Jump to content

Can you go wrong taking a profit?


berkshire101
 Share

Recommended Posts

I’ve been thinking about this a lot lately.  Maybe it’s just because we’re in a bull market.

 

Let’s say your goal is to compound capital at 15% annually.  The GARP model seems to work.  But finding businesses that can grow at that rate can be a difficult thing to forecast.  Another method is rotating in and out of stocks trading below intrinsic value.  But that process comes with higher fees and taxes.

 

Let’s say the second method generates 30% annual returns before taxes and fees.  After your expenses, the returns would be 15%.  Would you still go down this route or stick with the long-term approach? 

 

Are there any research papers showing how taxes and fees effect returns and by how much?  In some countries, there aren't any capital gains taxes.  Does anyone know the returns of investors in those countries?

 

Thanks.

Link to comment
Share on other sites

It depends.

 

You alluded to the analytical problem: Are you sure the compounder is not  Enron. That is not really factitious answer, you have to be sure that you have a high quality compounder (that is not totally over valued, say Coca Cola in 2003).  You can do a blended strategy, which is sort of what Buffett did in his partnerships. 

 

Better than an academic study, when asked, Buffett said both strategies are good. (at least for small amounts of capital)

Link to comment
Share on other sites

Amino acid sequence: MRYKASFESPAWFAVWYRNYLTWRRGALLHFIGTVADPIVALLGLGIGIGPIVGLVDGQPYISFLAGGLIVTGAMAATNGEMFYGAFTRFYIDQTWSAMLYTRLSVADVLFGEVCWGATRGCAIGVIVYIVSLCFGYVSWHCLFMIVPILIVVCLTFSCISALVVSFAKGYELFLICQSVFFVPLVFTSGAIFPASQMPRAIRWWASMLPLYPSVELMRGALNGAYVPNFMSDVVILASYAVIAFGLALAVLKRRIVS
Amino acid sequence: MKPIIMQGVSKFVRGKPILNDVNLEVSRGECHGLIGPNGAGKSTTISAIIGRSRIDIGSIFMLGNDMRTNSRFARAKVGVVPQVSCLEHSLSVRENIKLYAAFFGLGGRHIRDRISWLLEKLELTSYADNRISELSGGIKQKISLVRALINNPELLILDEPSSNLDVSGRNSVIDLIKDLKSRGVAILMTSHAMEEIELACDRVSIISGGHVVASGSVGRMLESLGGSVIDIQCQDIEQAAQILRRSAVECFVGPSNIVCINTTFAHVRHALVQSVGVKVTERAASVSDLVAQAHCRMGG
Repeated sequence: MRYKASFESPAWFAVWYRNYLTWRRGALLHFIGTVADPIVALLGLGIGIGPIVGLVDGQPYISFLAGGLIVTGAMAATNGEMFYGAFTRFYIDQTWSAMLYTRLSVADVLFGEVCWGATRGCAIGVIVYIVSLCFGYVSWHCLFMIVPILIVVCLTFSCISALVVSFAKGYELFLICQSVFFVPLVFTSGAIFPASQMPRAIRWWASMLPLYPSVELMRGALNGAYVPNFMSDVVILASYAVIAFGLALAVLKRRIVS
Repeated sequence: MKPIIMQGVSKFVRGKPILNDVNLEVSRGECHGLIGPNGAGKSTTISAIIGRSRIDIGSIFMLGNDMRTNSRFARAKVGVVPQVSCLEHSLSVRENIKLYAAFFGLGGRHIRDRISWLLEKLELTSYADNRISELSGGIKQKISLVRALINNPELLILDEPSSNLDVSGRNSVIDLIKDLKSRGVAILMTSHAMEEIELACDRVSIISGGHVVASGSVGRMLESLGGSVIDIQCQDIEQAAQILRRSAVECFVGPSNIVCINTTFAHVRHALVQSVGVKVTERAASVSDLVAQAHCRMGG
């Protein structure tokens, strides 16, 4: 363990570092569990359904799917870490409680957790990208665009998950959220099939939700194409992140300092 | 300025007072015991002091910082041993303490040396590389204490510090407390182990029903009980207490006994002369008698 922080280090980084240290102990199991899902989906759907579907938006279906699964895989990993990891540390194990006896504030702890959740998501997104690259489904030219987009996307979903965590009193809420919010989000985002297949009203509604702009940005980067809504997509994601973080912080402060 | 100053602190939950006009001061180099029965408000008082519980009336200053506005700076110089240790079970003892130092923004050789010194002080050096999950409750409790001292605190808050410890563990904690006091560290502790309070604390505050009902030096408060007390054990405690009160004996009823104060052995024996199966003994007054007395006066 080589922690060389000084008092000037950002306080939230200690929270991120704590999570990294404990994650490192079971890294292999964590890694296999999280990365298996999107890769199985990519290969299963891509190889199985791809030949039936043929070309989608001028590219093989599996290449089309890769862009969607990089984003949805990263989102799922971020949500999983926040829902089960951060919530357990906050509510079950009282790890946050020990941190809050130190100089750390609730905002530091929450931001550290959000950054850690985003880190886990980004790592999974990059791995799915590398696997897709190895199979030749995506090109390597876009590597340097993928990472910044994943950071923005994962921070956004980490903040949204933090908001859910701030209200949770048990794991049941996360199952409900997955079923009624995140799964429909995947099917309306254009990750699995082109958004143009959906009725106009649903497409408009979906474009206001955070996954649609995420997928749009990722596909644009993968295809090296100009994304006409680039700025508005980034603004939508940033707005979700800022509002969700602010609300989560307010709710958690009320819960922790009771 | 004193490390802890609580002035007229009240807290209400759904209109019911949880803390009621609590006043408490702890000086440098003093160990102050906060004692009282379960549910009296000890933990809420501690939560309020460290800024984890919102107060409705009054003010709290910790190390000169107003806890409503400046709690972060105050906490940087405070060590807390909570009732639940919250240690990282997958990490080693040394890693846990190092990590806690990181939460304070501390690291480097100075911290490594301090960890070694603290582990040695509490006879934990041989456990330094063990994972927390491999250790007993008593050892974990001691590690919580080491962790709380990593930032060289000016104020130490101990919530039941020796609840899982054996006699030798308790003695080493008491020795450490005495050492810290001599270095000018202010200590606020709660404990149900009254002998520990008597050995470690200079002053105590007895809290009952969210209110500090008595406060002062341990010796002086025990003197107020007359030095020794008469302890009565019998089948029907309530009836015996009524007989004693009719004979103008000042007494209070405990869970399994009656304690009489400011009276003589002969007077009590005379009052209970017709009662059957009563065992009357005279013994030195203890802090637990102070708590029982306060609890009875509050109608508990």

First, going in with a goal for actual returns seems likely to lead to a lot of mistakes. I think aiming for a level of expected returns and being disciplined will limit some of those same mistakes (no different than a discipline company only spending when expected ROIC hurdles are met). Nit-picking but it's about approach!

 

Completely agree with netnet. Quality companies can be very expensive traps if you are wrong about quality (obviously). Cloning will only tie your destiny with others. I think this strategy works best if you are the broad knowledge base-type. Being well versed in various types of history disciplines seems absolutely necessary. I wouldn't even venture outside the areas of history you know well (don't buy a cheap quality German company if you know nothing about the area and laws?).

 

As to trading in-and-out of equities trading at a discount to projected IV, I think everyone does this to some extent. The deep-value guys make a living off of price-multiple appreciation. Ultimately, when you go long an equity, your total returns = (1 + ME) * (1 + OR)^N.

ME:= Multiple Expansion

OR:= Operating Earnings Growth

N:= Years investment is held

 

There is no way around this formula when explaining your capital gains! I wouldn't call the 2nd method trading but you should at least be aware that you are investing off of the weak-term in the formula (Sad I don't know the correct math terminology for strong/weak term in a formula, I was briefly a PhD candidate in math after all until I chased $ now! Does anyone know it?). Your results will be proportional vs exponential. Do you really think you can re-invest your entire portfolio annually in low-to-no growth securities whose Price Multiples will increase 30%? That is essentially your strategy.